We all know the importance of exercising regularly, staying properly hydrated, and eating right, but what does eating right even mean? There’s no shortage of garden variety nutritional advice available, but how do we know we’re making the best nutrition decisions for ourselves?
According to Dr. Peter J. D’Adamo, the key to unlocking your best health is in your blood. The Blood Type Diet has become popular in recent years thanks to Dr. D’Adamo, and it may be just the thing you’ve been missing all along.
We’re covering what the Blood Type Diet is, discussing its efficacy, and focusing specifically on individuals with the most common blood type of all: Type O Positive.
Read on to find out what you should be eating for O Positive blood!
Eating for Your Blood Type – Does it Really Work?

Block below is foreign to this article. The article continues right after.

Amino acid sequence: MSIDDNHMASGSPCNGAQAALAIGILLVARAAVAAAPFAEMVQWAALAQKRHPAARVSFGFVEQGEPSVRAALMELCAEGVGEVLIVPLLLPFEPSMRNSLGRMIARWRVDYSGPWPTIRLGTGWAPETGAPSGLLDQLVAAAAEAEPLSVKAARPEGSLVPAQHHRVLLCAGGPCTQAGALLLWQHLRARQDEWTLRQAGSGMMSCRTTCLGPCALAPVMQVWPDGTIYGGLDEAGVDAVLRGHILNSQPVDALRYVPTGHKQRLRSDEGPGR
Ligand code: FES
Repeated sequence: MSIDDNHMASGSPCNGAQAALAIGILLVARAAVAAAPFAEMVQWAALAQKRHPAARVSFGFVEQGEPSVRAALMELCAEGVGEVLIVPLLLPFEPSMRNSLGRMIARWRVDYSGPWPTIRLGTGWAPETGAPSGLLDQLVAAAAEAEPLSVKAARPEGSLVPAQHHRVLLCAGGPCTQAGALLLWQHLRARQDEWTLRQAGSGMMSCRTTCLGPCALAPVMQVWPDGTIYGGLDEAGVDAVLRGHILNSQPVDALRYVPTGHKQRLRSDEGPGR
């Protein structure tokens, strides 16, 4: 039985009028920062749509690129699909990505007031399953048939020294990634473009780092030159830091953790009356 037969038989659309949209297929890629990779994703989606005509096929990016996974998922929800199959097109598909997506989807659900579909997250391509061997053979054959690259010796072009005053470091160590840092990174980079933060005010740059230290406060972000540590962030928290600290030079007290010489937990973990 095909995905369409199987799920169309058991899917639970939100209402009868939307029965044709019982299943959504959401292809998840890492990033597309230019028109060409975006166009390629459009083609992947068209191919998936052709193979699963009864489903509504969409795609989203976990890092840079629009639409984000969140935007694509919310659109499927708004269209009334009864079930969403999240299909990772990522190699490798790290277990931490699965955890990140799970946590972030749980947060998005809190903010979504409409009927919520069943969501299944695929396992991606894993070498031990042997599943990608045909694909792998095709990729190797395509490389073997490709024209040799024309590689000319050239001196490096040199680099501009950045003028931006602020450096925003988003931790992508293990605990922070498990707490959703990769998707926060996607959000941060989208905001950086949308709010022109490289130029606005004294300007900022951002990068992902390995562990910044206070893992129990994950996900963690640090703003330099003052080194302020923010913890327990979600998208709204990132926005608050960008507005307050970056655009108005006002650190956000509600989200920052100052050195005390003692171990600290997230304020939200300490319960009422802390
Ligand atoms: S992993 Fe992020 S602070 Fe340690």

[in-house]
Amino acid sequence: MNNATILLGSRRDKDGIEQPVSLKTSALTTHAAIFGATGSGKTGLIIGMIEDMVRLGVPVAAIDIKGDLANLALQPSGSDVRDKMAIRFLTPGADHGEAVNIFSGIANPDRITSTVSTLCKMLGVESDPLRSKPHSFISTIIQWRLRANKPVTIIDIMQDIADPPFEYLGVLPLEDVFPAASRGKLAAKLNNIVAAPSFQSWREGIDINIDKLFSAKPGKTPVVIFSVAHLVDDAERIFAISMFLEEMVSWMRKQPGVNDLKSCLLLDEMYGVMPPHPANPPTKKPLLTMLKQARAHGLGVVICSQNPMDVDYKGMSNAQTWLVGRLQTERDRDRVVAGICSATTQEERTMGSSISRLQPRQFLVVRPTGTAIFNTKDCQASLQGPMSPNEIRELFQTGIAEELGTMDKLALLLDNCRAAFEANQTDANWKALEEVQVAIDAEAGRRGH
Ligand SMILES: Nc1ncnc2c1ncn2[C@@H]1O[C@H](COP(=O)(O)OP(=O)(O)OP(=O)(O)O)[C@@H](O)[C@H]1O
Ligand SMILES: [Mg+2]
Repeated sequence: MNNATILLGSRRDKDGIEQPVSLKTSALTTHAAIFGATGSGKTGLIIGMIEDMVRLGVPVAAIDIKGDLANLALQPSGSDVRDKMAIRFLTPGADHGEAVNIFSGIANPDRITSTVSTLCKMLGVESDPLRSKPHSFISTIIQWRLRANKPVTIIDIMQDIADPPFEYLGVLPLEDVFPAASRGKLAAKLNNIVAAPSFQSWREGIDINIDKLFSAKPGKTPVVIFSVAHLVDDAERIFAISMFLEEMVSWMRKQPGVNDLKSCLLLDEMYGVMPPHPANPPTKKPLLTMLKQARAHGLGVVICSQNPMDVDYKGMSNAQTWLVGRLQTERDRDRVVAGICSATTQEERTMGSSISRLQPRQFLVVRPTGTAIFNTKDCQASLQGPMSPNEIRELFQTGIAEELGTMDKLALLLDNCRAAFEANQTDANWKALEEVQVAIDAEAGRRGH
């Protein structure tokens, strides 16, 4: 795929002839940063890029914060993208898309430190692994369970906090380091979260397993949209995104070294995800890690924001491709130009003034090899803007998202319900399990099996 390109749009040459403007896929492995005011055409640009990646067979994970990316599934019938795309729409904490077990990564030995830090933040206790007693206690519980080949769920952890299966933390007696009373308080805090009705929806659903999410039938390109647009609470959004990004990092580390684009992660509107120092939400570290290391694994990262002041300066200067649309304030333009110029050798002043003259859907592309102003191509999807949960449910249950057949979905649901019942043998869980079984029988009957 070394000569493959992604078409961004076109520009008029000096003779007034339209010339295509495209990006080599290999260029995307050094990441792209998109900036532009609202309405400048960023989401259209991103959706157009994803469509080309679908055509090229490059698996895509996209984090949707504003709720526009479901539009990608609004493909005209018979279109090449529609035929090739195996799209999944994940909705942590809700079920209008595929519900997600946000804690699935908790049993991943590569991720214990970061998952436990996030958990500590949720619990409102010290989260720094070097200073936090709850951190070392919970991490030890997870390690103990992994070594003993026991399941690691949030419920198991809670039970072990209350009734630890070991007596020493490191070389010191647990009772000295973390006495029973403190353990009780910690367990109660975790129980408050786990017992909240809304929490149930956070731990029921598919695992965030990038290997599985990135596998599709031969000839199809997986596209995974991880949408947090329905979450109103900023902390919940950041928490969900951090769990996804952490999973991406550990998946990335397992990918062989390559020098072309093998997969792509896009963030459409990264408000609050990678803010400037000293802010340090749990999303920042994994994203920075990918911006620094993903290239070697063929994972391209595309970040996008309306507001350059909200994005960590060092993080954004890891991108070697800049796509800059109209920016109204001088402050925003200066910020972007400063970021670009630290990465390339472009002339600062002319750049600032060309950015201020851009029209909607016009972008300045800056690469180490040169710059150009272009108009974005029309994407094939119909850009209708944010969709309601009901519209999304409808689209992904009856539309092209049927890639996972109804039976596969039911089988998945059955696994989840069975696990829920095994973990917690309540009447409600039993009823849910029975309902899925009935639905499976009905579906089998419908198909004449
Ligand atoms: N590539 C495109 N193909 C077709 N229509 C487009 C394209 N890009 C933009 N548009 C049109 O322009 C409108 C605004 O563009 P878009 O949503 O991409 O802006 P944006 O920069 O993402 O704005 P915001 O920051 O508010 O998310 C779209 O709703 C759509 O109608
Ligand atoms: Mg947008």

Dr. D’Adamo is a naturopathic physician, educator, and researcher who posited the theory that, since blood affects our bodies in a variety of ways, wouldn’t it make sense that our blood type would be significant in determining which foods work best for our specific nutritional needs?
He believed so, and so he authored the New York Times best-seller Eat 4 Your Type, leading millions worldwide to learn about and try the Blood Type Diet at his professional recommendation.
Does it really work though?
Some researchers believe there is insufficient evidence to support the claims Dr. D’Adamo makes in his book and in the studies he cites to establish his conclusions. Other studies, however, acknowledge that there may be a correlation between your blood type and diet.
So, the general public and medical community remain divided on the topic. The real question is: will the Blood Type Diet, specially an O Positive Blood Type Diet, work for you?
Well, let’s find out!
Do You or Someone You Know Need to Learn Your Blood Type?
What Foods to Eat for an O Positive Blood Type Diet